Oct 31, 2013
Zinc oxide tracks cells
Zinc oxide (ZnO) is a simple metal oxide that is used in many consumer products. Its unique optical and electronic properties mean that it might be used in many new application areas, including blue luminescent devices, ultraviolet detectors, solar cells, photocatalysts, and ultraviolet protective additives. A team led by Dai Soo Lee at the Chonbuk National University in Korea and Shan-hui Hsu of the National Taiwan University in Taiwan has now succeeded in synthesizing ZnO nanoparticles (NPs) around 2 nm in size in methanol. These materials could be used as antibacterial and antifungal additives in polyurethane and epoxy coatings.
The Taiwan and Korea team has also found that ZnO NPs quantum dots (QDs) show promise for biological labelling and the researchers have been looking at how the materials may be used to label stem cells. They have found that the ZnO QDs are antibacterial, have low cytotoxicity and can be used as efficient labels on a variety of cells, including stem cells.
In this work, researchers in Prof. Lee’s labs began by synthesizing green fluorescent ZnO QDs that were around 2 nm in size on average, in methanol. Prof. Hsu’s team then further modified the ZnO QDs using polyethylene glycol (PEG) to form water-dispersible ZnO QDs. Fourier transform infrared spectroscopy (FTIR) spectra on the materials revealed that PEG molecules were attached to the ZnO QDs and no obvious size alteration was observed for ZnO QDs after PEG conjugation as seen by high-resolution TEM. The water-dispersible ZnO QDs remained antibacterial and fluorescent. They also remained biocompatible.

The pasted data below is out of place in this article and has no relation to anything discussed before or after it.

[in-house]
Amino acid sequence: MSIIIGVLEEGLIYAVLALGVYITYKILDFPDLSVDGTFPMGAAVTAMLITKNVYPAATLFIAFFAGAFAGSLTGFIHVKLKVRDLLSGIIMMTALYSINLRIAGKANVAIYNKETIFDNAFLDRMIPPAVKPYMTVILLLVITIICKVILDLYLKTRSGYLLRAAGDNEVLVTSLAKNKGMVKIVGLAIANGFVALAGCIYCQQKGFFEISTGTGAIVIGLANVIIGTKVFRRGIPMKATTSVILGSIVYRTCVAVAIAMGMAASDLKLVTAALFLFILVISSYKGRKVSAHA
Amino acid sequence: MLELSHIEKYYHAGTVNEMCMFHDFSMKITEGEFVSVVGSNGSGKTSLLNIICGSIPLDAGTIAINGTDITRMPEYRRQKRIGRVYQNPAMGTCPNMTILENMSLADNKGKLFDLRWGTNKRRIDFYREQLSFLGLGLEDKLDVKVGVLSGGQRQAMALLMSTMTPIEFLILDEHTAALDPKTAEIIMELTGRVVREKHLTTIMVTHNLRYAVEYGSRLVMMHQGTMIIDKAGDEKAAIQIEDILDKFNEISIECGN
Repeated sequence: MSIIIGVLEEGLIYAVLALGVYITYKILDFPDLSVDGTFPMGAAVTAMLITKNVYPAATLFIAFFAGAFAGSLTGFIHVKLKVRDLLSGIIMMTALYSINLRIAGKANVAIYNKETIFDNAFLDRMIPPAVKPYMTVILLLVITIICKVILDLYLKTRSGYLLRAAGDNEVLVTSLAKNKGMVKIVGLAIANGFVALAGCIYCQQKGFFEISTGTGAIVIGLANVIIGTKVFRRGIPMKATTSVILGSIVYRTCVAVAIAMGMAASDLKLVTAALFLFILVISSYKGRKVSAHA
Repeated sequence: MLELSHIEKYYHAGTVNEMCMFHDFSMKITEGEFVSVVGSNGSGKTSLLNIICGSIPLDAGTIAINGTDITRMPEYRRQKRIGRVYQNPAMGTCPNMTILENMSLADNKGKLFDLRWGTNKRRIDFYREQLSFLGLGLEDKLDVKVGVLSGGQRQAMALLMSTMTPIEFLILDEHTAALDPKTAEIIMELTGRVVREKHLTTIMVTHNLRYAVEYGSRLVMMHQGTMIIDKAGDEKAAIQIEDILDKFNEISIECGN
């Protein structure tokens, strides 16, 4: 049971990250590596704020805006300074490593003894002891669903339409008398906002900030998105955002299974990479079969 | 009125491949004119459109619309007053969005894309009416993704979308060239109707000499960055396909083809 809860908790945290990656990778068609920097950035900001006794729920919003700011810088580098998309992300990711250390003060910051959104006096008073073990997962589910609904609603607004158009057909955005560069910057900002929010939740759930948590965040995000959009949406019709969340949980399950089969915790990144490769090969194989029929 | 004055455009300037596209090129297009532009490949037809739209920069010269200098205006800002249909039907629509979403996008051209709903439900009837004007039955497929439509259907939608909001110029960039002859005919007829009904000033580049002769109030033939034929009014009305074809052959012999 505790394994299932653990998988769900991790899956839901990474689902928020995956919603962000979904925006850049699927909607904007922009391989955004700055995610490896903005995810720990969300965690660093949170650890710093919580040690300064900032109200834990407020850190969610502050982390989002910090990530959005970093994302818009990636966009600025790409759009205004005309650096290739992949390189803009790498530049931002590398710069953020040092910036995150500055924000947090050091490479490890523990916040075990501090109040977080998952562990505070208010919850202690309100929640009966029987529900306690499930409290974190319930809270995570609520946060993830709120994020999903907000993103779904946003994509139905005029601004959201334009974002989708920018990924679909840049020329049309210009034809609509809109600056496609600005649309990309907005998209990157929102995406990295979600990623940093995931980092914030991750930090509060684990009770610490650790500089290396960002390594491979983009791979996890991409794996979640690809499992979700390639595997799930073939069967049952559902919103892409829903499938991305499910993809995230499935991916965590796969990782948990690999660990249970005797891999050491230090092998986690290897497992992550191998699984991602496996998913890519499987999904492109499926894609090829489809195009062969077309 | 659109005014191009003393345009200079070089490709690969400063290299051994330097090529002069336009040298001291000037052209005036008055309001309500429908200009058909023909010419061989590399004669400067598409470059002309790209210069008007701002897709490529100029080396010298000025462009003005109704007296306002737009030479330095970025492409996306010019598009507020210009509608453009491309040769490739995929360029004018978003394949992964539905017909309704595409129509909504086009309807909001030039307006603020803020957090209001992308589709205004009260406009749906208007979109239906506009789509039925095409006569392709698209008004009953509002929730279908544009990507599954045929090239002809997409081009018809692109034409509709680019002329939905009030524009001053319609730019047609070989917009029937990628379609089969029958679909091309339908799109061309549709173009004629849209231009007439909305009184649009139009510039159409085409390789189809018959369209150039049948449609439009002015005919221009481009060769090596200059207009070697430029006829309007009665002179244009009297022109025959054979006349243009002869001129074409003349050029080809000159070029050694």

Cytotoxicity evaluations showed that the ZnO QDs were generally safe in concentrations of 30 ppm or below and ZnO QD-labelled adipose-derived adult stem cells (ADAS) maintained their ability to differentiate (differentiation is a hallmark of stem cells). Moreover, the reduced oxygen consumption upon exposure to a low amount of ZnO QDs may even facilitate their differentiation by metabolic compensation through glycolysis.
The team now plans to study the materials in more detail and fully explore their potential in biological labelling and other applications.
More information can be found in the journal Nanotechnology (in press).
About the author
Prof. Shan-hui Hsu has been an active researcher in the field of biomaterials since 1992. She is now a distinguished professor at National Taiwan University. Prof. Dai Soo Lee has been an active researcher in the field of functional polymers with nanoparticles at Chonbuk National University in Republic of Korea since 1989. He was R&D manager at Hannam Chemical before he joined Chonbuk National University.